RICHLAND COUNTY (WKOW) — Heavy rain came and went weeks ago, but near the Tri-County Airport, just north of Lone Rock, the water’s stuck around for more than a month.
Just two weeks ago, pilots at the airport were preparing their hangars for potential flooding. In the time since, the airport’s seen little change in scenery.
“It’s actually worse in certain places,” Ed Leineweber said.
Leineweber has been flying out of the Tri-County Airport for years, but he said for the past month and a half he’s been grounded by high water.
It’s closed the runways and left many airport buildings inaccessible.
On top of that, Leineweber says the water’s flooded his hangar twice so far this year.
“The loss this time in terms of property damage I think is less but the loss in terms of the use of the buildings and business, all that is likely to be much more prolonged,” he said.
The airport is not alone. The high water has flooded farm fields and roads throughout the same area. Nathan Burt said it’s only gotten this high once before, back in 2008.
“It looks like a stream is going through,” he said.
Just before the last big storm of the year, Burt said he noticed the water creeping over the road towards his farm field. He said he told his tenant and they raced to harvest.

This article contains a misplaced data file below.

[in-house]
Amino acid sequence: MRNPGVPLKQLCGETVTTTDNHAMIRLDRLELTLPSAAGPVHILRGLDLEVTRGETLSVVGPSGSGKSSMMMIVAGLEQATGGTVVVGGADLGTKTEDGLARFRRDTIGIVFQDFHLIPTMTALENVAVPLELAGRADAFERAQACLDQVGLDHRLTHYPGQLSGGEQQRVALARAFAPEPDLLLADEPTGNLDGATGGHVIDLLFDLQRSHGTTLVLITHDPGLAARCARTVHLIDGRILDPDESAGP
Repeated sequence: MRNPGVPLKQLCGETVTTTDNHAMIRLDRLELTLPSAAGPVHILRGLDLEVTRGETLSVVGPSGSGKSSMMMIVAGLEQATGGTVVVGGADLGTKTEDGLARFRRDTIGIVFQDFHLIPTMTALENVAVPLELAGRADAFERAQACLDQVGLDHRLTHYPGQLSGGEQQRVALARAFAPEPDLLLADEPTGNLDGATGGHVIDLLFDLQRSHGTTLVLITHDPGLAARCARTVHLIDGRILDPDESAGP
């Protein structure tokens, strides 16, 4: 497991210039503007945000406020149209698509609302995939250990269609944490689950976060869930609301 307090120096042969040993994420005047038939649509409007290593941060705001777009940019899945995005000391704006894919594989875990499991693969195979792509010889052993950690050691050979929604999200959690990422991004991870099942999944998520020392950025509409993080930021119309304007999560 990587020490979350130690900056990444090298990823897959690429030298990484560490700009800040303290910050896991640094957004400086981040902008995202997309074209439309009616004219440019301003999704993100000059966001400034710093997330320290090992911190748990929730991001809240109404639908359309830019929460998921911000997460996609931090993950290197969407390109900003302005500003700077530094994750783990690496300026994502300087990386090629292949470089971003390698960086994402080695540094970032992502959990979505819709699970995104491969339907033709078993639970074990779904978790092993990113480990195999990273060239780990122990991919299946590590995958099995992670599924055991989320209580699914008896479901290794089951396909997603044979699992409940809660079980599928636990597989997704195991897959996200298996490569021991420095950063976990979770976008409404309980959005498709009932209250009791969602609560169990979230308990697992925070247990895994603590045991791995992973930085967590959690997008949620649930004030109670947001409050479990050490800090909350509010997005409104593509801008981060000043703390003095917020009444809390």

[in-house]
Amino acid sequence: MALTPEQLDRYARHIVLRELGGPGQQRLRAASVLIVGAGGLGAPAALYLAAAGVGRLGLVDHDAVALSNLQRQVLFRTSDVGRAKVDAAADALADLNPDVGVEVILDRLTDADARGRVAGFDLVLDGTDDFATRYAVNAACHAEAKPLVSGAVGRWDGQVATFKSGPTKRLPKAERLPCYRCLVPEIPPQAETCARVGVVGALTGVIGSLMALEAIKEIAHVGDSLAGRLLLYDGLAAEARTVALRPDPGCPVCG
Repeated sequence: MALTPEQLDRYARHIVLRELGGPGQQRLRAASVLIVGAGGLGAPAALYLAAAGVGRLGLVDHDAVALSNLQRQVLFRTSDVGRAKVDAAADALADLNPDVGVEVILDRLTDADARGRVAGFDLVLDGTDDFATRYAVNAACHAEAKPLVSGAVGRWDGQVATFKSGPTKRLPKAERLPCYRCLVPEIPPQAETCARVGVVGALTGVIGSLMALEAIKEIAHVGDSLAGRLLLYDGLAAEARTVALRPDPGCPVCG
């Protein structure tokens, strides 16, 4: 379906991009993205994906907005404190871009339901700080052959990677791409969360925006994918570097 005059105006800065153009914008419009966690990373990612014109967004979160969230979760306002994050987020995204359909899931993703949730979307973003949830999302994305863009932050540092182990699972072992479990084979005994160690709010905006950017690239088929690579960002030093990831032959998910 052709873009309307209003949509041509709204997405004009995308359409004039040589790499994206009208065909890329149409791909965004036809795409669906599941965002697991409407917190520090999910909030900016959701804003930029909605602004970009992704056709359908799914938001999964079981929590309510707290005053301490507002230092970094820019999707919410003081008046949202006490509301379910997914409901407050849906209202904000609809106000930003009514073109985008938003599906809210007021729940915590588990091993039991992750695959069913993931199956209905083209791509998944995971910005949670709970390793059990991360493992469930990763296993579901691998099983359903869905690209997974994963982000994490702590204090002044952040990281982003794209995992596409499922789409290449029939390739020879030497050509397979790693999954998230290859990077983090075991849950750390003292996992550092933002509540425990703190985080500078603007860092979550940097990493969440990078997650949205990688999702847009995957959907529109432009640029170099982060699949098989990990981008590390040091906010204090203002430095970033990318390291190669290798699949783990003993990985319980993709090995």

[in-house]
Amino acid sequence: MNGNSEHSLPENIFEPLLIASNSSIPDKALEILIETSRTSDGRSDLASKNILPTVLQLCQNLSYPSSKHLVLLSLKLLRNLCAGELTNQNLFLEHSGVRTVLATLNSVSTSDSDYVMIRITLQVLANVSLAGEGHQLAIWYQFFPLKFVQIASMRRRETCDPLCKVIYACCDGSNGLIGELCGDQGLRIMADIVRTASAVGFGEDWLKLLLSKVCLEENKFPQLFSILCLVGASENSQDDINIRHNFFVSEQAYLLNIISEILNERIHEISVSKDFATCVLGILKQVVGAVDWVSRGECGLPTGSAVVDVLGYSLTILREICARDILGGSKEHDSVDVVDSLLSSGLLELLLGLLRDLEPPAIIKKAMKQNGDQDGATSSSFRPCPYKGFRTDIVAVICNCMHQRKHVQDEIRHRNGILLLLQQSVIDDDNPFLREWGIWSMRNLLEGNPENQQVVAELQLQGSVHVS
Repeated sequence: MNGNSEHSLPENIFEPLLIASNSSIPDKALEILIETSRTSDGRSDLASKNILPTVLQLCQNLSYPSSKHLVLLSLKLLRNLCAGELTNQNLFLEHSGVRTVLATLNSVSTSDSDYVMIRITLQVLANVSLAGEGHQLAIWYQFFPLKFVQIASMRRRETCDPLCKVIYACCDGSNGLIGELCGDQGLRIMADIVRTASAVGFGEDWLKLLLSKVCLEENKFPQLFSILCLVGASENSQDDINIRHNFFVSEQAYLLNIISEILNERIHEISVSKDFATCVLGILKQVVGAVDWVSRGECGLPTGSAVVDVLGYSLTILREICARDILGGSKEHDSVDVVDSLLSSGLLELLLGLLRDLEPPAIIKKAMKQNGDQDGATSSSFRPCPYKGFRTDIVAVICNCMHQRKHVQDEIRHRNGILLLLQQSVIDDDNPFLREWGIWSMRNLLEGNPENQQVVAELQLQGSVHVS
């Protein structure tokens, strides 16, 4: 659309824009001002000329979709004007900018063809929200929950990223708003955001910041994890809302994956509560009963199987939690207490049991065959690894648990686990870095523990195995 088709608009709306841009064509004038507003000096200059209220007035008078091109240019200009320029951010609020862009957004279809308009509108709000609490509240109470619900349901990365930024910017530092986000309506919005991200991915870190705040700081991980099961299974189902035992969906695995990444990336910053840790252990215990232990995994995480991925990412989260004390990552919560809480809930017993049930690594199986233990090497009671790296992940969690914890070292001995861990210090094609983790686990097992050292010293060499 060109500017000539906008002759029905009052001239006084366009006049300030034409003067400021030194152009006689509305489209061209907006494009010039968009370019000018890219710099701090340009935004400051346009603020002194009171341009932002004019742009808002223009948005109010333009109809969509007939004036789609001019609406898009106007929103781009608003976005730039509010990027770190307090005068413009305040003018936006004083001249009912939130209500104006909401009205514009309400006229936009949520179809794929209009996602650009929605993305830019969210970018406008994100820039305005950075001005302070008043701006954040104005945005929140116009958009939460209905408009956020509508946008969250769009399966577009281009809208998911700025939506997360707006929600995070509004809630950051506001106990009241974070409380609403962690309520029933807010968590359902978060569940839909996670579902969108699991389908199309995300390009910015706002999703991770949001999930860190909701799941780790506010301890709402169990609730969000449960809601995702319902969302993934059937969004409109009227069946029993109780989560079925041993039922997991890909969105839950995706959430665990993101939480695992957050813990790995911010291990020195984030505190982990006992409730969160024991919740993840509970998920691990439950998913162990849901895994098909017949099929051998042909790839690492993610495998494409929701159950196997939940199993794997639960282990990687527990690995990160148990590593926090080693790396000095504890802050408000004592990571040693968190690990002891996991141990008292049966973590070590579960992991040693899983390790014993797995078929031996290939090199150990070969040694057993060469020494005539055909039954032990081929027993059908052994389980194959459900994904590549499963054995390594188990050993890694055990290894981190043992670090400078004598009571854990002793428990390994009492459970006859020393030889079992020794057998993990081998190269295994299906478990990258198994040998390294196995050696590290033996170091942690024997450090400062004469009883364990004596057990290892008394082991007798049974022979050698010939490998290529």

“Where the semis were being loaded in the field the next day was underwater,” he said.
In the past week and a half, the Richland County Highway Department has tried to manage the water, digging a drainage ditch from the airport, through his property to a nearby creek. Burt said it’s helped his fields drain out but the high water has stuck around.
“We have noticed it flowing consistently, the culverts staying full since they’ve put them in but we’ve seen very little evidence the water is going away and going down,” he said.
Burt said the high water they saw last spring receded after about a month but with freezing temperatures fast approaching, he’s concerned his fields won’t get the chance to dry out before the next spring melt.
“We’ll have some decisions to make come spring,” he said.
Richland County’s highway commissioner, Roger Patrick, said the emergency ditch is only a temporary fix. He said he’s working with the emergency manager and airport commission to discuss permanent drainage plans but that will take county cooperation and more than $3 million.